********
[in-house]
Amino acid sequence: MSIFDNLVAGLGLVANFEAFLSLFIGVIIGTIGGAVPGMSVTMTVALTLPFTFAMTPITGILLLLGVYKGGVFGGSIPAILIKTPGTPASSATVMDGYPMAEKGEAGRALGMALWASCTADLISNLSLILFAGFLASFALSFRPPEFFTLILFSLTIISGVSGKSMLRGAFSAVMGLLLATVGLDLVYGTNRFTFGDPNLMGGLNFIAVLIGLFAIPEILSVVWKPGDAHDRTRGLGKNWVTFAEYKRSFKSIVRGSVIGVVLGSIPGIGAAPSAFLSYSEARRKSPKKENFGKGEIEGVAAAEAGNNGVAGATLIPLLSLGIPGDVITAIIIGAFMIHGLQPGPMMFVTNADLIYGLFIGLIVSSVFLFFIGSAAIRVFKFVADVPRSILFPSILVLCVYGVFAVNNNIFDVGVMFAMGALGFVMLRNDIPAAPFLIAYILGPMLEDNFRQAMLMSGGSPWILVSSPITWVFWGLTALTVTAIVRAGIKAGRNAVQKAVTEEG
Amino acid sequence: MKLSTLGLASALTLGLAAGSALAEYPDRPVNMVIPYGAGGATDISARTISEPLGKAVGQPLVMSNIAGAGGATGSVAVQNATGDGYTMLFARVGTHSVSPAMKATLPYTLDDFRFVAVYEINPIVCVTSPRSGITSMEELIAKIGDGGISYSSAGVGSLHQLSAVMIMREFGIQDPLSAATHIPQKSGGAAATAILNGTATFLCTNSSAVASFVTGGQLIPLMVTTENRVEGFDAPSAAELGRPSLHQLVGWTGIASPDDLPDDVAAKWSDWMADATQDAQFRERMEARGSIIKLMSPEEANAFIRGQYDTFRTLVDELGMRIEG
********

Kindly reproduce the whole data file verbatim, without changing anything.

[in-house]
Amino acid sequence: MSIFDNLVAGLGLVANFEAFLSLFIGVIIGTIGGAVPGMSVTMTVALTLPFTFAMTPITGILLLLGVYKGGVFGGSIPAILIKTPGTPASSATVMDGYPMAEKGEAGRALGMALWASCTADLISNLSLILFAGFLASFALSFRPPEFFTLILFSLTIISGVSGKSMLRGAFSAVMGLLLATVGLDLVYGTNRFTFGDPNLMGGLNFIAVLIGLFAIPEILSVVWKPGDAHDRTRGLGKNWVTFAEYKRSFKSIVRGSVIGVVLGSIPGIGAAPSAFLSYSEARRKSPKKENFGKGEIEGVAAAEAGNNGVAGATLIPLLSLGIPGDVITAIIIGAFMIHGLQPGPMMFVTNADLIYGLFIGLIVSSVFLFFIGSAAIRVFKFVADVPRSILFPSILVLCVYGVFAVNNNIFDVGVMFAMGALGFVMLRNDIPAAPFLIAYILGPMLEDNFRQAMLMSGGSPWILVSSPITWVFWGLTALTVTAIVRAGIKAGRNAVQKAVTEEG
Amino acid sequence: MKLSTLGLASALTLGLAAGSALAEYPDRPVNMVIPYGAGGATDISARTISEPLGKAVGQPLVMSNIAGAGGATGSVAVQNATGDGYTMLFARVGTHSVSPAMKATLPYTLDDFRFVAVYEINPIVCVTSPRSGITSMEELIAKIGDGGISYSSAGVGSLHQLSAVMIMREFGIQDPLSAATHIPQKSGGAAATAILNGTATFLCTNSSAVASFVTGGQLIPLMVTTENRVEGFDAPSAAELGRPSLHQLVGWTGIASPDDLPDDVAAKWSDWMADATQDAQFRERMEARGSIIKLMSPEEANAFIRGQYDTFRTLVDELGMRIEG